Death of a Salesman
Death of a Salesman
Death of a Salesman
Revision notes: key themes and characterisation
These notes will give you an overview of the key
moments in the play.
They are not exhaustive and you will have to plan your
essays carefully and may want to refer back to the play
to find a different example or quotation
These quotations are not fully analysed and you will
have to think about the techniques the author uses,
including his use of stage directions, to explain them
Willy is a failure in the terms set by the American Dream, which are that
America is a land of opportunity and that with hard work and determination,
anyone can “make it”.
“Making it” is usually defined as material success: most commonly making a
good profit by setting up your own business, allowing you to live “a good life”.
The 1950s ideal of a good life was a nice house, modern conveniences such as
cars, fridges, washing machines, and importantly, family. A happy marriage
and polite, academically successful children.
Willy’s inability to accept that he has not achieved success in these terms is at
the root of his mental torture…swinging between self-knowledge and delusion,
unable to tell the past from the present.
It is this fundamental self-delusion that lies at the heart of his conflict with
his son, Biff, who becomes determined to reject his father’s values and visions
as he sees them as the root of falsehood and unhappiness
Characterisation of Willy:
Willy is introduced as an agitated and conflicted character,
switching between vulnerable and aggressively unpredictable
“But it’s so beautiful up there, Linda, the trees are so thick, and
the sun is warm…And then all of a sudden I’m off the road!”
“The street is lined with cars. There’s not a breath of fresh air in
the neighbourhood. The grass don’t grow anymore, you can’t raise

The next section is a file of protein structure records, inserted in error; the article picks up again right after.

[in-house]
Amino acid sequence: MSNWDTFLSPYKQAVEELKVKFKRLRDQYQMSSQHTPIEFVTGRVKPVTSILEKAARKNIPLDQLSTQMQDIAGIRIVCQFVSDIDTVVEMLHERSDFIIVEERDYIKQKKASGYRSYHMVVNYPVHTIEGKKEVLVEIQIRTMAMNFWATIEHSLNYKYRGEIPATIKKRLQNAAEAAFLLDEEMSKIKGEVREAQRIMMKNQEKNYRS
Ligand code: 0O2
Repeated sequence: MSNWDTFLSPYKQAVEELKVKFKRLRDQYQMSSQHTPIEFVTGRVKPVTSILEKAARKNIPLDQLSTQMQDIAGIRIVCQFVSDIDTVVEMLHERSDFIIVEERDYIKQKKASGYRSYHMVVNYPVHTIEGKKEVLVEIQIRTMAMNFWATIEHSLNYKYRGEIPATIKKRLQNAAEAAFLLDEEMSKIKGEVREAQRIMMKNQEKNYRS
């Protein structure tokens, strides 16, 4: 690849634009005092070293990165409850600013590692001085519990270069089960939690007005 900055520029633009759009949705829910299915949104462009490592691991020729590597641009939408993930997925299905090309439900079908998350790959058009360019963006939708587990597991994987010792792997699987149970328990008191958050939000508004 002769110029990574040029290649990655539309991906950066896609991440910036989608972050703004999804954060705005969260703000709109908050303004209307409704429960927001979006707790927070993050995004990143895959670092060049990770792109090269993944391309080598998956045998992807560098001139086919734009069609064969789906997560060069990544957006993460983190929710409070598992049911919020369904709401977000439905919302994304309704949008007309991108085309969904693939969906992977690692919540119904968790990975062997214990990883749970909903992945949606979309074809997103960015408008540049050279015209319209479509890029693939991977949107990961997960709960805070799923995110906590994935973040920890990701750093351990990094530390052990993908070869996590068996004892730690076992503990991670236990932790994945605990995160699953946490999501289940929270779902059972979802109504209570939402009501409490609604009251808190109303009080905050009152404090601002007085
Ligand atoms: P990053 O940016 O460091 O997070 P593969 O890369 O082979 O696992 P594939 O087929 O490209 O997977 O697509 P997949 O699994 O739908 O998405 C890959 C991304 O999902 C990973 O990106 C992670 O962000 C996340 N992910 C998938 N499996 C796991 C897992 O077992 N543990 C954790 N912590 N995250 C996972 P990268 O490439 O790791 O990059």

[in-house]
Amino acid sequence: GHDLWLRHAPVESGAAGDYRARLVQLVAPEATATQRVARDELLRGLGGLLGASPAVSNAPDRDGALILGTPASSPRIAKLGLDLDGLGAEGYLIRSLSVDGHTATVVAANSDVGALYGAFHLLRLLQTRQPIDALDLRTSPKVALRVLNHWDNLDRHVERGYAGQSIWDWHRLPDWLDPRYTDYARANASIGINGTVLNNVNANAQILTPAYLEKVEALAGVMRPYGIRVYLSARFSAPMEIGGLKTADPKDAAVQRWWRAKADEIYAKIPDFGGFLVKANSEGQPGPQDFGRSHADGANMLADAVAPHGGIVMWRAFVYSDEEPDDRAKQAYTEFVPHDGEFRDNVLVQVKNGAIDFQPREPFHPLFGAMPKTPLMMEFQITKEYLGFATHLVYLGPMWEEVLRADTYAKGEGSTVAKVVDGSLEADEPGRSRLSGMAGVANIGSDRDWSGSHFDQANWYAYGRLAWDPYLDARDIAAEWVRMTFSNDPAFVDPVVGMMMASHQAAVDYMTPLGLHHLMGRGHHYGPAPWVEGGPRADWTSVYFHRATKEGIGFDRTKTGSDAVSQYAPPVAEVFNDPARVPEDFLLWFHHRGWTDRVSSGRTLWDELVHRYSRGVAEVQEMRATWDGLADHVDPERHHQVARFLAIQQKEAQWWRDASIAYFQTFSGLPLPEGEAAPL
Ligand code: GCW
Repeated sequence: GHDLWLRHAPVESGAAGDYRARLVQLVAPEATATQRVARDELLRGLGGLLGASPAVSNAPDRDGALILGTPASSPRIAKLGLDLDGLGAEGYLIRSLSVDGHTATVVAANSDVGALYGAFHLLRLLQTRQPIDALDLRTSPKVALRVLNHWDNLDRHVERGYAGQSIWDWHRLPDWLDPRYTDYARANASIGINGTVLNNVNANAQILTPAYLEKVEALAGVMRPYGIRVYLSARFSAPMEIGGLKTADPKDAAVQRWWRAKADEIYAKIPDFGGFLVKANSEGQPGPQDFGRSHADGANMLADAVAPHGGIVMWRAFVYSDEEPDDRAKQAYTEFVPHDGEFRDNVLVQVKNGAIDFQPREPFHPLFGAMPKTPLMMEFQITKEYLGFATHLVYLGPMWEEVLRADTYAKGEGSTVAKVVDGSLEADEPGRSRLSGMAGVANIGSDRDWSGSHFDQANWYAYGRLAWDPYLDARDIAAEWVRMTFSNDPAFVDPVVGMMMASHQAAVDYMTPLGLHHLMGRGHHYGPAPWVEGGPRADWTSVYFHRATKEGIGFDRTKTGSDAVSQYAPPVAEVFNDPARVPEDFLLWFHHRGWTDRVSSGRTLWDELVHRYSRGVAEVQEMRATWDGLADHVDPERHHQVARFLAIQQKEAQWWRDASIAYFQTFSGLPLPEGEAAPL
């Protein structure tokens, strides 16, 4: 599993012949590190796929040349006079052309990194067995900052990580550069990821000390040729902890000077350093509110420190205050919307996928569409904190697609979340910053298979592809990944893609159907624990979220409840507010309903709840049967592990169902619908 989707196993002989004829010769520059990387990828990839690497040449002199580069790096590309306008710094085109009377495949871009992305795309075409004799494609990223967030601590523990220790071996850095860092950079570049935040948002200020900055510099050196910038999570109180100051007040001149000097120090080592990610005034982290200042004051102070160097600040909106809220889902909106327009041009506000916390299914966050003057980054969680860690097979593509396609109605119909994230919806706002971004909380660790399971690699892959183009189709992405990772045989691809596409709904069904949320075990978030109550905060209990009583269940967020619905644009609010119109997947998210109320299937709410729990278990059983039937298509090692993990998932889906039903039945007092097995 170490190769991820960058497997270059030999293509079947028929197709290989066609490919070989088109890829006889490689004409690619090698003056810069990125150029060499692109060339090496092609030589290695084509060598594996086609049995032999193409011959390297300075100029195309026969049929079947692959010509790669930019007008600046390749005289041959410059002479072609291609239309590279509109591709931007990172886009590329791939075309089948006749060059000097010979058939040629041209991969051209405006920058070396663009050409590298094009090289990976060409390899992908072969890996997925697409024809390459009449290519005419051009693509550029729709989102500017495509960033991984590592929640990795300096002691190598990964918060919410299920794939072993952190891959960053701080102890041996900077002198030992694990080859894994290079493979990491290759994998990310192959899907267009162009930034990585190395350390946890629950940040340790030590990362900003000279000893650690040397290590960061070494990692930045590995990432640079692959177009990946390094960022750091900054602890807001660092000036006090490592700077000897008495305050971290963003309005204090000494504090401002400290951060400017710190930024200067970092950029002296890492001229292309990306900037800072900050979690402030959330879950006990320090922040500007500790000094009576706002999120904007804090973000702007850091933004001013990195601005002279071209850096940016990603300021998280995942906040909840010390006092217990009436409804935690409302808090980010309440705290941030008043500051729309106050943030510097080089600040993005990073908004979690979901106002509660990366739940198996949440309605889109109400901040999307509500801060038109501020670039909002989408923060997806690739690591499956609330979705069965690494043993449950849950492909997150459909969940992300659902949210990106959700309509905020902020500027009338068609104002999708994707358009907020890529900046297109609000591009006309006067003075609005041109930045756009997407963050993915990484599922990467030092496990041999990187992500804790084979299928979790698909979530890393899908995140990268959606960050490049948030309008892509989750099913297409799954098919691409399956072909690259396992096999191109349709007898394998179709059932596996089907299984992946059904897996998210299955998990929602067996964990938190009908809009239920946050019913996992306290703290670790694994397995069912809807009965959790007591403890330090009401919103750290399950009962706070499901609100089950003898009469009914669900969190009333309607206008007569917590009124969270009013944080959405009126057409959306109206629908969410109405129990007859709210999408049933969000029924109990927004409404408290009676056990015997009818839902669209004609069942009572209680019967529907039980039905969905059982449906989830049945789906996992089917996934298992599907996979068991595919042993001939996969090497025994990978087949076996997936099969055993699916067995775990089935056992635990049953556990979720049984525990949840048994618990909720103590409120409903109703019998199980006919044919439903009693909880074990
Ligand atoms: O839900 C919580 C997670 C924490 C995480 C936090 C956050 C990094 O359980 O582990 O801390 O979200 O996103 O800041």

a carrot in the backyard.
Despite having worked his whole life to create a “good life”, it is
clear that he feels trapped and suffocated by his life: his home, his
work and perhaps his family, as he clearly resents his son Biff’s
Why a “salesman”?
The contrast between the rat race of corporate “selling” and a more traditional
connection with the land and nature is presented as a source of Willy’s unhappiness.
There is nothing valuable or necessary about his job, and this reinforces the emptiness of
the American Dream.
Willy is aware of this deficiency as we see though his conversation with his dead brother,
Ben, who did successfully achieve the American dream of success. In the flashback where
Willy has rejected Ben’s offer to go to Alaska, he tries to assure himself that he still has a
strong connection to nature in his suburban home
“oh sure, there’s snakes and rabbits and – that’s why I moved out here. Why, Biff, can
fell any one of those trees in no time!”
He clearly admires Ben’s spirit of adventure and ambition and dearly wishes for his sons
to have these qualities
“That’s just the spirit I want to imbue them with! To walk into a jungle! I was right! I was
right! I was right!
A salesman is the epitome of American capitalism: a system
based on creating desires and needs through advertising. It